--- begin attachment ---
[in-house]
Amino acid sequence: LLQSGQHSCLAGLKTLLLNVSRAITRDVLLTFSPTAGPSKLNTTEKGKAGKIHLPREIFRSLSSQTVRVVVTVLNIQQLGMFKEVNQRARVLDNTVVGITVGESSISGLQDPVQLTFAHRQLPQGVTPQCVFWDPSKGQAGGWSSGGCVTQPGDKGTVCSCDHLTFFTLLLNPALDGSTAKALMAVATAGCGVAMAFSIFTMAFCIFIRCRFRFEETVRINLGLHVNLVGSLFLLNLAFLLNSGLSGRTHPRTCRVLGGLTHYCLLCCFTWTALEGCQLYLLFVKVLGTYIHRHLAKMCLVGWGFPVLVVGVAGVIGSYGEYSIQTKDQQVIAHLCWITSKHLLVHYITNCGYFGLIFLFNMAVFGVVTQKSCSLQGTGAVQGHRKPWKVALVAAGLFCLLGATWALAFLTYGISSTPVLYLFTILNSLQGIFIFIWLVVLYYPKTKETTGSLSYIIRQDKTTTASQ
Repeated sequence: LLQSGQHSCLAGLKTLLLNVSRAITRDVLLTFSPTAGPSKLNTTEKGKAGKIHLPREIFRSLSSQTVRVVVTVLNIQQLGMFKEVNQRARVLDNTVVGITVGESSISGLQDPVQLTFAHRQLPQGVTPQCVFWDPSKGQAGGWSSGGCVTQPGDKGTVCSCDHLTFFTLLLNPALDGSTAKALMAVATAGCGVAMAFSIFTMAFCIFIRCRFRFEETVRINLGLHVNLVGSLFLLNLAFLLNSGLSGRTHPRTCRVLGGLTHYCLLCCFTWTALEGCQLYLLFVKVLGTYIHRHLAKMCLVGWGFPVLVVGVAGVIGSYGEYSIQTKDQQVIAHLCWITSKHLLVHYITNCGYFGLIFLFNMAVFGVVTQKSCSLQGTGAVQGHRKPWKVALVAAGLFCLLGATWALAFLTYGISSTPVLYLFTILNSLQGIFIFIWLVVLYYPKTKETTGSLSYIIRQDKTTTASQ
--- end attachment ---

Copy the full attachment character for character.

[in-house]
Amino acid sequence: LLQSGQHSCLAGLKTLLLNVSRAITRDVLLTFSPTAGPSKLNTTEKGKAGKIHLPREIFRSLSSQTVRVVVTVLNIQQLGMFKEVNQRARVLDNTVVGITVGESSISGLQDPVQLTFAHRQLPQGVTPQCVFWDPSKGQAGGWSSGGCVTQPGDKGTVCSCDHLTFFTLLLNPALDGSTAKALMAVATAGCGVAMAFSIFTMAFCIFIRCRFRFEETVRINLGLHVNLVGSLFLLNLAFLLNSGLSGRTHPRTCRVLGGLTHYCLLCCFTWTALEGCQLYLLFVKVLGTYIHRHLAKMCLVGWGFPVLVVGVAGVIGSYGEYSIQTKDQQVIAHLCWITSKHLLVHYITNCGYFGLIFLFNMAVFGVVTQKSCSLQGTGAVQGHRKPWKVALVAAGLFCLLGATWALAFLTYGISSTPVLYLFTILNSLQGIFIFIWLVVLYYPKTKETTGSLSYIIRQDKTTTASQ
Repeated sequence: LLQSGQHSCLAGLKTLLLNVSRAITRDVLLTFSPTAGPSKLNTTEKGKAGKIHLPREIFRSLSSQTVRVVVTVLNIQQLGMFKEVNQRARVLDNTVVGITVGESSISGLQDPVQLTFAHRQLPQGVTPQCVFWDPSKGQAGGWSSGGCVTQPGDKGTVCSCDHLTFFTLLLNPALDGSTAKALMAVATAGCGVAMAFSIFTMAFCIFIRCRFRFEETVRINLGLHVNLVGSLFLLNLAFLLNSGLSGRTHPRTCRVLGGLTHYCLLCCFTWTALEGCQLYLLFVKVLGTYIHRHLAKMCLVGWGFPVLVVGVAGVIGSYGEYSIQTKDQQVIAHLCWITSKHLLVHYITNCGYFGLIFLFNMAVFGVVTQKSCSLQGTGAVQGHRKPWKVALVAAGLFCLLGATWALAFLTYGISSTPVLYLFTILNSLQGIFIFIWLVVLYYPKTKETTGSLSYIIRQDKTTTASQ